On May 5, 2021, Rev. David Brown, a diversity advisor at Temple University held a public conversation about the themes of my book Disrupting Whiteness. The event was sponsored by the Inside-Out Prison- Exchange program, which brings together traditional undergraduate college students and incarcerated men and women in a college course. Following the conversation, there were a number of questions raised, some of which we were able to address, but many we were not. Over the next several weeks I would like to address these questions.

For those who would like to view the entire conversation, it can be found at https://www.facebook.com/theinsideoutcenter/videos/756890645187518

Question: Why are so many using the term critical race theory to scare people?

 How the CRT Controversy Started

The question points to the answer. In September 2020 Donald Trump watched Fox News host Tucker Carlson interview Christopher Rufo, a 36-year-old senior fellow at the Manhattan Institute, a libertarian think tank. A couple of months earlier Rufo had written an article which said: “Critical race theory—the academic discourse centered on the concepts of ‘whiteness,’ ‘white fragility,’ and ‘white privilege’—is spreading rapidly through the federal government.” Ever ready to call attention to supposed government conspiracies, Carlson invited Rufo on his show to explain this secret cabal taking over the federal government. In the interview Rufo called on the president to ban such training in the federal agencies and departments. Shortly thereafter, Trump obliged by signing an executive order banning the use of Critical Race Theory (CRT) in government department trainings. At the time I wrote a blog explaining what CRT was and was not. Following that, Trump then announced The 1776 Project “to combat “anti-American historical revisionism,” “critical race theorists,” “cancel culture adherents,” and “flag-burning mobs” by promoting “patriotic education.”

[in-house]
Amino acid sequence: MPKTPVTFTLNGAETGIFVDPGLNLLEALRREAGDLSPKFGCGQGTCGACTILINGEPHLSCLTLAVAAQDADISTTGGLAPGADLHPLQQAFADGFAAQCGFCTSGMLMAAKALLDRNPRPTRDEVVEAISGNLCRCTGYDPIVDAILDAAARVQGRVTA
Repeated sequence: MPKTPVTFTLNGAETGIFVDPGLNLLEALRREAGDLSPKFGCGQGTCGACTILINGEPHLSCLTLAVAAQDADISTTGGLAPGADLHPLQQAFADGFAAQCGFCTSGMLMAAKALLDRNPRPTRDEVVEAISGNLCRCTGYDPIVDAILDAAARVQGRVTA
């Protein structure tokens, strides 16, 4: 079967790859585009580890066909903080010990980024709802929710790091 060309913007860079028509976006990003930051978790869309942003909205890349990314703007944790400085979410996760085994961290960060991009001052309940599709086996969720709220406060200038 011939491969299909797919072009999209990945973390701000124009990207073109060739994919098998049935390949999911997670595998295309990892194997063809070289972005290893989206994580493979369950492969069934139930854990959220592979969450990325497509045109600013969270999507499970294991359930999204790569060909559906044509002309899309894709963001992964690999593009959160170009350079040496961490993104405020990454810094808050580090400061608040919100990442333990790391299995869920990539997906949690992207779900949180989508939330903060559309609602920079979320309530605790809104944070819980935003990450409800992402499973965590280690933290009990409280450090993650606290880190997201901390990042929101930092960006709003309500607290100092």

When Joe Biden assumed the presidency, he reversed the CRT banning order and canceled the 1776 Project commission. But by that time state governments from Florida to Texas to New Hampshire to Idaho and beyond had caught the anti-CRT fever and passed laws banning the teaching of CRT in K-12 public schools and in some cases to ban the use of CRT in any state government professional development seminars held for its employees. Usually, the reason for these laws was because CRT was considered divisive, unpatriotic, guilt-inducing for whites especially white school children, and claimed that the United States was a racist country.

I have followed this trend and the controversy it has aroused quite closely, and can only say that the rationale given for passing these laws is grossly misinformed. It has created a caricature of CRT that makes it sound like the great “Red Scare” of the 1950s Joe McCarthy era. CRT as an academic concept has been in use for over 40 years and has roots going back 20 years before it. While conservatives have accused CRT of being “Marxist,” and the creation of Black Lives Matter, it actually has historical roots going back at least to the 1829 David Walker’s Appeal and carried forth by thinkers such as W.E.B. DuBois, Marcus Garvey, Malcolm X and Kwame Ture (formerly Stokely Carmichael). Moreover, to fully appreciate the angst around CRT, we need to see it in the context of conservative opposition to the 1619 project, the raid on the U.S. Capitol on January 6, 2021, and the Republicans’ opposition to establishing a Congressional commission to study it. In short, reason, education, and logic alone do not begin to get at the root of Republican and evangelical Christian opposition to learning what actually CRT is and is not about.